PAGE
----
“I want to be self-sufficient,” she said. “But I’m not sure that can necessarily be a reality unless I have other jobs.”

Community conversations

It’s difficult to broach the topics of eroding pay and second jobs, without also touching on how the public views teachers.

“I think the compensation issue is intertwined with the status issue,” said Partelow, of the Center for American Progress.

Several teachers interviewed said while they often hear flattering comments about their noble career paths and the good they do, they feel the broader world sees them in a different light — ensconced in cushy jobs and undeserving of higher pay.

For some Jefferson County teachers, voters’ recent rejection of two school district tax measures was a stinging reminder of that reality.

Troy Rivera, a teacher at a Greeley charter school who also teaches at a local community college, said a friend of his likes to say, “Oh, you’re a teacher you’ve got it made.”

But his friend, a car salesman, doesn’t see him staying home to grade papers and create lesson plans on school holidays or taking classes to get recertified in the summer.

“There’s a lot more to the job than people think,” Rivera said.

In fact, most teachers interviewed for this story reported working 50-60 hours a week for their teaching job. Second and third jobs took about 10-15 hours a week.

What kind of salary bumps would make it possible for teachers to jettison their extra jobs? Answers vary. A couple teachers said $10,000 a year. One said $20,000. Rivera said while his side job keeps him from living paycheck-to paycheck, he believes his $51,000 salary is fair.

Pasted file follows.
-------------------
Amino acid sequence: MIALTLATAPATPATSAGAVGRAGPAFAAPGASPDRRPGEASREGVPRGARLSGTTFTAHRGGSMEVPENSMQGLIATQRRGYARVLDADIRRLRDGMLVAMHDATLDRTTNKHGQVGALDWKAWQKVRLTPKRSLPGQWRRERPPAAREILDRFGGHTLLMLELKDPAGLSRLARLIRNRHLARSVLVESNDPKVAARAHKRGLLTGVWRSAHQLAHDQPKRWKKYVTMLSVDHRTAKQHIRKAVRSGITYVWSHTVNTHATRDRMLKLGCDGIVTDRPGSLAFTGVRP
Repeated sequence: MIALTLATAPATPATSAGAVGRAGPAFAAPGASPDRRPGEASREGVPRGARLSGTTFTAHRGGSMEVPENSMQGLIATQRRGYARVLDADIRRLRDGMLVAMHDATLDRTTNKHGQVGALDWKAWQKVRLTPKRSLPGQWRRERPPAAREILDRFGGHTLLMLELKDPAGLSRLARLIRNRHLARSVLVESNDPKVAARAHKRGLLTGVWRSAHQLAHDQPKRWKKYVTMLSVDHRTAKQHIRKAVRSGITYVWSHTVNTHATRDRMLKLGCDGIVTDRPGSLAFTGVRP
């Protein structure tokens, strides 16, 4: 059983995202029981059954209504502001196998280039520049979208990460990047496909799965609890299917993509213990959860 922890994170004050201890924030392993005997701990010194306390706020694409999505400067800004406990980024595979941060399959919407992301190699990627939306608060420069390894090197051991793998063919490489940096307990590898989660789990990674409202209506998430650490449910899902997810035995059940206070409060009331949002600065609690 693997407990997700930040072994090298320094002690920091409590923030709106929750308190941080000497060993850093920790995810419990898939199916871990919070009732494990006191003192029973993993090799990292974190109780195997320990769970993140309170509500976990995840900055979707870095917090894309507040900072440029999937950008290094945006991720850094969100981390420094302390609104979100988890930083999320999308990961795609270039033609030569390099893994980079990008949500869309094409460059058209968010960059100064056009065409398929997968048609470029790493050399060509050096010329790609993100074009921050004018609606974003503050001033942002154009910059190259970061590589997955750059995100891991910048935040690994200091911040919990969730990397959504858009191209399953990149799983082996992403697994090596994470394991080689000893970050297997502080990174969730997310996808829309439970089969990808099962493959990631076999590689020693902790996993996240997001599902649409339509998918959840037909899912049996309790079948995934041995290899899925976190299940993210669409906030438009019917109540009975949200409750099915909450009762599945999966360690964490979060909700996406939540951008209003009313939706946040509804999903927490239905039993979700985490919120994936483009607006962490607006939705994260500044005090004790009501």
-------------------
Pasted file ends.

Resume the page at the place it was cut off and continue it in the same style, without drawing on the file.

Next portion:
Caitlin Snarr, a first-grade teacher at Pagosa Springs Elementary School in southwest Colorado, took a diplomatic approach to the question.

“We could be paid a little bit more,” she said. Later in the conversation, she added, “I would never want to come across as whining.”

Snarr, a fourth-year teacher, earns $35,500 a year through her teaching job, plus enough to cover her car payment by running the school’s afternoon tutoring program four days a week.

“Down the road eventually it would be nice not to have to have a second job,” said Snarr, who has a daughter in third grade and a baby on the way.

Getting there, at least by way of a locally generated salary increase, will take community conversations about the feasibility of ballot initiatives like a mill levy override or a sales tax measure.

Snarr wants to be part of those conversations, driving the point home that extra school revenue — whether it’s for teacher salaries or anything else — “goes back to having really great opportunities for our kids.”

state of the state

Whitmer: Michigan needs ‘bold’ changes to fix schools — not just more money

Gov. Gretchen Whitmer delivers her first State of the State address on Tuesday, Feb. 12, 2019.

Michigan’s new governor called for “bold” changes to the way schools are funded — though she’s not saying what those changes could be.

Gov. Gretchen Whitmer, a Democrat who took office last month, devoted a large part of her first State of the State Address on Tuesday night decrying a “crisis” in education defined by alarming declines in childhood literacy.

Those declines can’t be blamed on students or schools, she said.

“Our students are not broken,” she said. “Our teachers are not broken. Our system has been broken … And greater investment alone won’t be enough.”

Whitmer offered no specifics about the reform she wants to see, but said she didn’t think incremental changes would be enough to fix Michigan schools.